Another FBI target is Carter Page, a one-time Trump campaign adviser on foreign-policy issues. Page joined the campaign in March 2016 and traveled to Moscow that July to give a commencement address at the New Economic School. While there, Page said he didn’t speak with any Russian officials under U.S. sanctions. But the trip apparently caught the bureau’s attention. Federal investigators reportedly applied for a FISA warrant targeting Page’s communications at some point after the Moscow trip, suggesting they believed they had probable cause he was aiding a foreign power in some way. Page has denied any wrongdoing.
The FBI isn’t the only federal agency involved. The Journal reported that Flynn is also under investigation by two U.S. foreign-intelligence agencies, the Central Intelligence Agency and National Security Agency, as well as the Treasury Department, which has a financial-crimes division. McClatchy reported in January that a similar slate of agencies is examining the extent of Moscow’s financial efforts to influence the election.
In addition to the FBI’s sprawling work, both the House and Senate intelligence committees have launched inquiries of their own. On Wednesday, the Senate’s committee also subpoenaed Flynn for documents that he had previously declined to share with the committee. Of the two, the House’s investigation has received the most attention—and not for good reasons. It began fairly well under Republican Chairman Devin Nunes and Democratic Ranking Member Adam Schiff, with both members vowing to examine the extent of Russian influence in the election.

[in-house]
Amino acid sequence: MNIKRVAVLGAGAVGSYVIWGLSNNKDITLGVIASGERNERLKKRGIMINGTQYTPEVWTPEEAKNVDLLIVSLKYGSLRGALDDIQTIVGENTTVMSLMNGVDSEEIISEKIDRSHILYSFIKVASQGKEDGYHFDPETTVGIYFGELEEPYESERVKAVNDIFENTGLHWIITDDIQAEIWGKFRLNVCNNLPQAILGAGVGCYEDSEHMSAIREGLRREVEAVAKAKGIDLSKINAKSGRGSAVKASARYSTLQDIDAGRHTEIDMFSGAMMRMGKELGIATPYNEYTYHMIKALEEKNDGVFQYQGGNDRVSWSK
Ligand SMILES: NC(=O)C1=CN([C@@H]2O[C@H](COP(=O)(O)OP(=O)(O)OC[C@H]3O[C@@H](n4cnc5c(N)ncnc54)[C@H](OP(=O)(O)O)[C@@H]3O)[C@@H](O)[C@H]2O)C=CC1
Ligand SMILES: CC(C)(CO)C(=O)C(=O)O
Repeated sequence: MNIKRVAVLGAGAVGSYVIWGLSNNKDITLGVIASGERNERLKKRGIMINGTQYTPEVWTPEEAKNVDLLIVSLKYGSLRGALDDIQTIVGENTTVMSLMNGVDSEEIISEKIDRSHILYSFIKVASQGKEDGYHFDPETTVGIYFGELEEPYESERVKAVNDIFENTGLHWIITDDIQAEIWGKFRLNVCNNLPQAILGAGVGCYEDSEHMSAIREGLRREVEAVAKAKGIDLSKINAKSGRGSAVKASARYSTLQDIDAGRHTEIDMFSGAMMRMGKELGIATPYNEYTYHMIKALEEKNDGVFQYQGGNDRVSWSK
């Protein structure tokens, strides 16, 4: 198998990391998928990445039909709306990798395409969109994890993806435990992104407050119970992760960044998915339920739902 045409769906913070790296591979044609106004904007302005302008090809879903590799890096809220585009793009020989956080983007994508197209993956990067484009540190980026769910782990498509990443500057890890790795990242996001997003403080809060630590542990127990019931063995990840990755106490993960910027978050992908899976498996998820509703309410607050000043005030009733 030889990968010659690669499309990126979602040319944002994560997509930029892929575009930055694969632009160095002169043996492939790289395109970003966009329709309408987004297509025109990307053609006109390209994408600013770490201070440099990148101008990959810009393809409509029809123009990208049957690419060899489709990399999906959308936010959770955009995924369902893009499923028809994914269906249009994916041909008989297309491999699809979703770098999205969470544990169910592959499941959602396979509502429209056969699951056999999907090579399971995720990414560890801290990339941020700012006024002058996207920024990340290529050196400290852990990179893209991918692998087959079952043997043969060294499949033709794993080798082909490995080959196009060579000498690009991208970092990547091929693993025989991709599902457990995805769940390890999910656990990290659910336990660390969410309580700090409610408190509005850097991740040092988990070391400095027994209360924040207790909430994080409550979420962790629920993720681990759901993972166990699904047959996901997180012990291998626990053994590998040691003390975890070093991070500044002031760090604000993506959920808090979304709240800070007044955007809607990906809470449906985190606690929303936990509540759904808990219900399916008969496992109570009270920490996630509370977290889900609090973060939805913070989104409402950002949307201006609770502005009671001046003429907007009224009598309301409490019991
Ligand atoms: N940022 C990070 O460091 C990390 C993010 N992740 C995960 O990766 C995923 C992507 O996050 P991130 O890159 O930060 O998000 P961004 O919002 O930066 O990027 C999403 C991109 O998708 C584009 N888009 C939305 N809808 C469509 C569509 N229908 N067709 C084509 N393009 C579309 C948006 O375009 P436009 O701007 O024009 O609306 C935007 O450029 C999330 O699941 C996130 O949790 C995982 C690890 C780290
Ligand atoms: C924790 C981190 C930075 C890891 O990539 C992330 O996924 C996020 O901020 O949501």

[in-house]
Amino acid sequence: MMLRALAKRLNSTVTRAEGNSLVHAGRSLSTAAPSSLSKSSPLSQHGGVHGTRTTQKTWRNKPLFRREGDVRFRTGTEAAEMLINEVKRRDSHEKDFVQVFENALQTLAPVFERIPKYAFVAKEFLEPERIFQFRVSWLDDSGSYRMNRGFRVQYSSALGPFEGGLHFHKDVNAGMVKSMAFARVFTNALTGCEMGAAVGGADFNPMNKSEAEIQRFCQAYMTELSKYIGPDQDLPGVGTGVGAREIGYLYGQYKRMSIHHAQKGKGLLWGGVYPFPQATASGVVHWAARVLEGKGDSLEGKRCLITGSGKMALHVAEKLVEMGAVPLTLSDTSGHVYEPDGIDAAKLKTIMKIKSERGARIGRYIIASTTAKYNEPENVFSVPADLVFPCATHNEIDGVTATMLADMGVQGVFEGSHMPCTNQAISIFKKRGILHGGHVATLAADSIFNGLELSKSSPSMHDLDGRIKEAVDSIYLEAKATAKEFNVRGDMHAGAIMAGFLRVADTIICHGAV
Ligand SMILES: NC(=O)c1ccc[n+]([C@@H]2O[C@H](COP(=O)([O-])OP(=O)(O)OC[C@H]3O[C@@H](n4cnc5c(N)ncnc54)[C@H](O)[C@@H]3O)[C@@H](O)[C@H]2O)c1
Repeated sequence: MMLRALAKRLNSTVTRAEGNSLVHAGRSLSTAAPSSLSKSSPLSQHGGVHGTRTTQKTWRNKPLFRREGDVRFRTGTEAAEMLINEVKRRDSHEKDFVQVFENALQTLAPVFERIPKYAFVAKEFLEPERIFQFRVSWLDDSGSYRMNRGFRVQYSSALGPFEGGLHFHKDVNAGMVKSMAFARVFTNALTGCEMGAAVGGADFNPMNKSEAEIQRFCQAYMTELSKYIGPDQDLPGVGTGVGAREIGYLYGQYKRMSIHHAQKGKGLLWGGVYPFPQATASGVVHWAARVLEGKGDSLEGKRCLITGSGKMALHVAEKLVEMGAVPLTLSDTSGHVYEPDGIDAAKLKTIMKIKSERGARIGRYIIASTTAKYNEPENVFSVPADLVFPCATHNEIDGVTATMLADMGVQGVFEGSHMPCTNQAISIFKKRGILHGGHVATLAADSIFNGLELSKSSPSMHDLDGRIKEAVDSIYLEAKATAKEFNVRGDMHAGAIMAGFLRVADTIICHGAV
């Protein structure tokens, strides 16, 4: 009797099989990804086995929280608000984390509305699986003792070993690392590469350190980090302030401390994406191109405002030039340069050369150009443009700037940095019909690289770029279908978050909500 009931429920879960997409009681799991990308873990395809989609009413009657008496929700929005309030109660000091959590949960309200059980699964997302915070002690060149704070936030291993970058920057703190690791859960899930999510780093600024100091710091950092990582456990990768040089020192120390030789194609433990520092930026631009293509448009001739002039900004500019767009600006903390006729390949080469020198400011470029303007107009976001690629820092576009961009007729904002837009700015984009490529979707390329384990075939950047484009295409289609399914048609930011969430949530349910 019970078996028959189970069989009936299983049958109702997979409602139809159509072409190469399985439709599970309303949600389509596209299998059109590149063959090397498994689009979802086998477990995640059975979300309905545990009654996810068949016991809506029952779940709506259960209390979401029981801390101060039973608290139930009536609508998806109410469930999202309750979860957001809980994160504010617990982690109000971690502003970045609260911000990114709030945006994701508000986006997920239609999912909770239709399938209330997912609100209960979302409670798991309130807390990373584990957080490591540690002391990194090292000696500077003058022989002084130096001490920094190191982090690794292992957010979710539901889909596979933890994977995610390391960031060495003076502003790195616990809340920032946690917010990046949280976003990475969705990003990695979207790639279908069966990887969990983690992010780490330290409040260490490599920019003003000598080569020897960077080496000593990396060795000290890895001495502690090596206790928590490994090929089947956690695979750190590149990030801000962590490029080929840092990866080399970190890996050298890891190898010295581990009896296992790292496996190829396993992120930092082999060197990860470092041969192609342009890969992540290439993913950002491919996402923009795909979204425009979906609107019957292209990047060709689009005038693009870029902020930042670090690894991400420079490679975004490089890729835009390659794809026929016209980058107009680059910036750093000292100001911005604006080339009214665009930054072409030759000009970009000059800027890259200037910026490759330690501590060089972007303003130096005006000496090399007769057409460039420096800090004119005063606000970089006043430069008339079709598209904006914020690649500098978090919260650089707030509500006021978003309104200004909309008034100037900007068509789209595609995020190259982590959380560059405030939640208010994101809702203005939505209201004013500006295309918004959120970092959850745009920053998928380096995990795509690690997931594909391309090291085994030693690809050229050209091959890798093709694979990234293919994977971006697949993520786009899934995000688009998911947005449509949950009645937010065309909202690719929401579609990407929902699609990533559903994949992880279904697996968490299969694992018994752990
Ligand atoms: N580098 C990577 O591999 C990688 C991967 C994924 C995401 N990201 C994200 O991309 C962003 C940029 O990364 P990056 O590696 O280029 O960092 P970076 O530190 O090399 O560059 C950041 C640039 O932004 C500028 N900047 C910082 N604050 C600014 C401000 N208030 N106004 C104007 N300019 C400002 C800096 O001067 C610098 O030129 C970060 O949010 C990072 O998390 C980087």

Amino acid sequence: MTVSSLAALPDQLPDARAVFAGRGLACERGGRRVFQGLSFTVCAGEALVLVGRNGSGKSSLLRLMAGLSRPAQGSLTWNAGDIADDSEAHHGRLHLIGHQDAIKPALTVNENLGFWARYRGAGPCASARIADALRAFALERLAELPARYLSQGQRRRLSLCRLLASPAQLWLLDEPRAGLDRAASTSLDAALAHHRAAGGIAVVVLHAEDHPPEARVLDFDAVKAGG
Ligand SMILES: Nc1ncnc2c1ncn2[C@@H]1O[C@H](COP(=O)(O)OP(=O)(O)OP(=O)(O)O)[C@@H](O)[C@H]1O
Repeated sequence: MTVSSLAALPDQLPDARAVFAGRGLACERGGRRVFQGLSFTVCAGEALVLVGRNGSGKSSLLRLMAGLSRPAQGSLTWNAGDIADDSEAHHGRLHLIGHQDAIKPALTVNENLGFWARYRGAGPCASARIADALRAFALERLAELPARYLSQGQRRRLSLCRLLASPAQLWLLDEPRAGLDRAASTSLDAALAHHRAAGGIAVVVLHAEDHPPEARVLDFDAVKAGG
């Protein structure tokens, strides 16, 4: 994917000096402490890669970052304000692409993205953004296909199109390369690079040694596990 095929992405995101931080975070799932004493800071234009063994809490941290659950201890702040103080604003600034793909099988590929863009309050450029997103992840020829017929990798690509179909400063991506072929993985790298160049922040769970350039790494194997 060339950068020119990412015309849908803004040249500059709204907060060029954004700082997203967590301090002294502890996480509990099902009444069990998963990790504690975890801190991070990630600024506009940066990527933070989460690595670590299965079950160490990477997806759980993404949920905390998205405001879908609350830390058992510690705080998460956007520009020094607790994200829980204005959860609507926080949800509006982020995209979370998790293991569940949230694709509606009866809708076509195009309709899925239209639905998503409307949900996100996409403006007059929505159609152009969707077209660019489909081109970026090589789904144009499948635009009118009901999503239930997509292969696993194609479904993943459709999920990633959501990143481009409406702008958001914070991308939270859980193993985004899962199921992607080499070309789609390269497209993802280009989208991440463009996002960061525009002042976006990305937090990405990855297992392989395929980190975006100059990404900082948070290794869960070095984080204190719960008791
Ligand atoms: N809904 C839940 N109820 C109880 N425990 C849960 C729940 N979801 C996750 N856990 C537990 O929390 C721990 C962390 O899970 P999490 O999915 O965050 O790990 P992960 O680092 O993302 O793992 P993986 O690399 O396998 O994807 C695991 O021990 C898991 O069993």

Things fell apart in March when Nunes, without consulting his fellow committee members, made a dramatic announcement on the White House lawn that “on numerous occasions the intelligence community incidentally collected information about U.S. citizens involved in the Trump transition.” The White House touted his opaque statement as partial validation for Trump’s disproven claim that his predecessor Barack Obama had ordered wiretaps for Trump Tower. Multiple news outlets later reported Nunes had obtained this information from the White House itself. As Democratic criticism of his leadership reached a fever pitch, he stepped aside in early April amid a House Ethics Committee probe.
The Senate Intelligence Committee’s investigation has largely avoided the public drama of its House counterpart. Richard Burr, the committee’s Republican chairman, said Tuesday night he was “troubled by the timing” of Comey’s firing. Comey was reportedly a key ally of the committee, who briefed the members on important classified information as its inquiry proceeded.
Burr and Mark Warner, the committee’s Democratic ranking member, invited Comey to testify before the committee in an open hearing on Thursday. That could be the public’s first opportunity to hear from the former FBI director on his stunning downfall—the latest twist in an investigatory saga that appears to be far from over.